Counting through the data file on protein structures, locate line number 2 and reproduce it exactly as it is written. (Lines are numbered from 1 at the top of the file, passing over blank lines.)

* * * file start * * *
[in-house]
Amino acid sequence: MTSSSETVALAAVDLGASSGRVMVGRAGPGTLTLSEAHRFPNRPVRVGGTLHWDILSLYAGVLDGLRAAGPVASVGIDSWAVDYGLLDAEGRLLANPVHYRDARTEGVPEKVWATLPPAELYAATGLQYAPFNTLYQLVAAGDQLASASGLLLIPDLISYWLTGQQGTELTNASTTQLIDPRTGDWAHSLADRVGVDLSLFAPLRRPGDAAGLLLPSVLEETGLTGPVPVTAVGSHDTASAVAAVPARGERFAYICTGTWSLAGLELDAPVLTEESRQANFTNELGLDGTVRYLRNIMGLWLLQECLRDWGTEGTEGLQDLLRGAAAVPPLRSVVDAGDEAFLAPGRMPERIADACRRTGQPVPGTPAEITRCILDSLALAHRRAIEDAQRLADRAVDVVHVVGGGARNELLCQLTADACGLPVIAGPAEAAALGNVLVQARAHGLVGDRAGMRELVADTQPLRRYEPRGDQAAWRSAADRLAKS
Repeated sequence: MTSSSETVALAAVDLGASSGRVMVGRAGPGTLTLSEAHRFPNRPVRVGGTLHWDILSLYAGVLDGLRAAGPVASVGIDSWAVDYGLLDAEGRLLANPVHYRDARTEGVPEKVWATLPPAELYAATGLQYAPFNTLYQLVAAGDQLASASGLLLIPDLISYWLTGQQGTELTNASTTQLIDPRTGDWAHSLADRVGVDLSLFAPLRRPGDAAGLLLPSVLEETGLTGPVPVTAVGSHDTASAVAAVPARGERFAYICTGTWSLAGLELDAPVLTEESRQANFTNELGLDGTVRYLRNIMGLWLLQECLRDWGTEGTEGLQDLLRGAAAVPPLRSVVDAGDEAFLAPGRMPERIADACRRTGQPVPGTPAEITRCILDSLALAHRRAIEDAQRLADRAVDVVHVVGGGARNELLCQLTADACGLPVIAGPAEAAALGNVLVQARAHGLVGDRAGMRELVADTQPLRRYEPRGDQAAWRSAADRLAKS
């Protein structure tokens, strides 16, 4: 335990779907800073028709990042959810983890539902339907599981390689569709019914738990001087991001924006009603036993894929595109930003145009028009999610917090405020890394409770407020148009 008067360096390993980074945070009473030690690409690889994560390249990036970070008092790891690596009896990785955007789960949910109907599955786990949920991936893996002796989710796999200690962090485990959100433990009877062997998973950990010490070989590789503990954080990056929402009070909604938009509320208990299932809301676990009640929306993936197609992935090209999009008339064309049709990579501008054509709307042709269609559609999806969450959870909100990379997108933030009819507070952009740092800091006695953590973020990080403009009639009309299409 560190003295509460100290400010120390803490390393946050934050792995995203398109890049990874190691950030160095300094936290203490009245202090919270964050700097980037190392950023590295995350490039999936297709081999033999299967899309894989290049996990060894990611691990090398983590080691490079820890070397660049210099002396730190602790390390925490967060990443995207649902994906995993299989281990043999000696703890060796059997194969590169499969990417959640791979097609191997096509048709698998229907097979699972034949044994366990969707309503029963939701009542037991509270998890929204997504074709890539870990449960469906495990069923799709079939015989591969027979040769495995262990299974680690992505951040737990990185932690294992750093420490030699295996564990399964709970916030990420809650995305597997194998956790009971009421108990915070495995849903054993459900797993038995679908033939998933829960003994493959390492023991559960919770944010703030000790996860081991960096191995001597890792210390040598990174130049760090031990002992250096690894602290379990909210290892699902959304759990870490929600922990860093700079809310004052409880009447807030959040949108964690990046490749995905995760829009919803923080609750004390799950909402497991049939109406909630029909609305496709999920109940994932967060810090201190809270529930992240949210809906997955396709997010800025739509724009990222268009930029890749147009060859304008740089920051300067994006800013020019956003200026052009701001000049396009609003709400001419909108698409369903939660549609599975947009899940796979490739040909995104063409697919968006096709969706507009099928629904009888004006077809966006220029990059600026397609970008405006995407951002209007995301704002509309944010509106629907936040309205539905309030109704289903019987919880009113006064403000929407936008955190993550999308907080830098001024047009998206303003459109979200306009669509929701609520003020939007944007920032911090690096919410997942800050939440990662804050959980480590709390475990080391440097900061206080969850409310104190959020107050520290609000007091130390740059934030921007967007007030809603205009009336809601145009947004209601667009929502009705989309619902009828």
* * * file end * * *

Amino acid sequence: MTSSSETVALAAVDLGASSGRVMVGRAGPGTLTLSEAHRFPNRPVRVGGTLHWDILSLYAGVLDGLRAAGPVASVGIDSWAVDYGLLDAEGRLLANPVHYRDARTEGVPEKVWATLPPAELYAATGLQYAPFNTLYQLVAAGDQLASASGLLLIPDLISYWLTGQQGTELTNASTTQLIDPRTGDWAHSLADRVGVDLSLFAPLRRPGDAAGLLLPSVLEETGLTGPVPVTAVGSHDTASAVAAVPARGERFAYICTGTWSLAGLELDAPVLTEESRQANFTNELGLDGTVRYLRNIMGLWLLQECLRDWGTEGTEGLQDLLRGAAAVPPLRSVVDAGDEAFLAPGRMPERIADACRRTGQPVPGTPAEITRCILDSLALAHRRAIEDAQRLADRAVDVVHVVGGGARNELLCQLTADACGLPVIAGPAEAAALGNVLVQARAHGLVGDRAGMRELVADTQPLRRYEPRGDQAAWRSAADRLAKS